The native ferns of the Santa Monica Mountains are a miniature marvel, and this is the perfect winter to look for them. Newcomers to our mountains are sometimes surprised to find a small but vibrant jungle of primeval fronds thriving under the shade of the chaparral, but these ancient plants are incredibly durable. They’ve been here since the last ice age retreated, and they are as tough as they are delicate.
Ferns are seedless plants that developed long before flowering plants, but they are vascular—able to circulate water and nutrients—unlike the mosses and moss allies that often share their ecological niche.
Ferns need water to thrive, but all of the native species are able to survive long periods of punishing drought by going dormant during the dry season. Unlike ferns that grow in colder climates, they are drought-deciduous. Rather than going dormant during the cold season, they come back to life.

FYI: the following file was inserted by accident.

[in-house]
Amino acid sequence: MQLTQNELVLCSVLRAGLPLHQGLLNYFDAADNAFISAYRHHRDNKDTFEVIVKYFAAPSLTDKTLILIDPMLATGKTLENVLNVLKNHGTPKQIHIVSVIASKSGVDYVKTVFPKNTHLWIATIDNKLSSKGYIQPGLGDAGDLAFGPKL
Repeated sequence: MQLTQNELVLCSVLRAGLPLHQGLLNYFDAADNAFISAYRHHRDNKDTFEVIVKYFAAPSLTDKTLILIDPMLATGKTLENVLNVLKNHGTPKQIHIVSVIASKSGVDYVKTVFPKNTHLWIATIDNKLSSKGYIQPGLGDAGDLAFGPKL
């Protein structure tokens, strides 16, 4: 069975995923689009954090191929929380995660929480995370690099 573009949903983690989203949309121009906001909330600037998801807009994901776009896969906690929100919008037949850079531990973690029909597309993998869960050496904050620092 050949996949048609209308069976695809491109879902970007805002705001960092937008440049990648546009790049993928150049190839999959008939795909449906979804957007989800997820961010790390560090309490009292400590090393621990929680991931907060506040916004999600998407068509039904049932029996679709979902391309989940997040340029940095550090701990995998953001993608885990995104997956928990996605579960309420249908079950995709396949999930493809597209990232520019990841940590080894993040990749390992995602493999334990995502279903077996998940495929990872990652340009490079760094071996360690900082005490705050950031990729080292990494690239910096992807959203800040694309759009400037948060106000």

Ferns are among the first plants to recover after a wildfire, and research shows that ferns are also among the first plants to recover after much more extensive disasters, even extinction events: localized ones like the aftermath of the volcanic eruption of Mount St. Helens in 1980, and disasters with global impact like the mass extinction event 66 million years ago that was caused by a meteor strike in central America. That extinction event precipitated the end of the era of the dinosaurs and obliterated as many as four out of five plant species. Ferns—tough and resilient— were among the survivors.
Many species of fern have developed a mutually beneficial symbiotic relationship with fungi. The fern taps into the network of mycorrhizal fungi in the soil, which gives it access to nutrients, while the fungi takes advantage of the plant’s ability to photosynthesize.
Like fungi, ferns produce spores instead of seeds, although some species also spread through a network of rhizomes. In areas with abundant rainfall, ferns can grow to be giants—they are thought to have been the main food source for a variety of herbivorous dinosaurs, including some of the largest.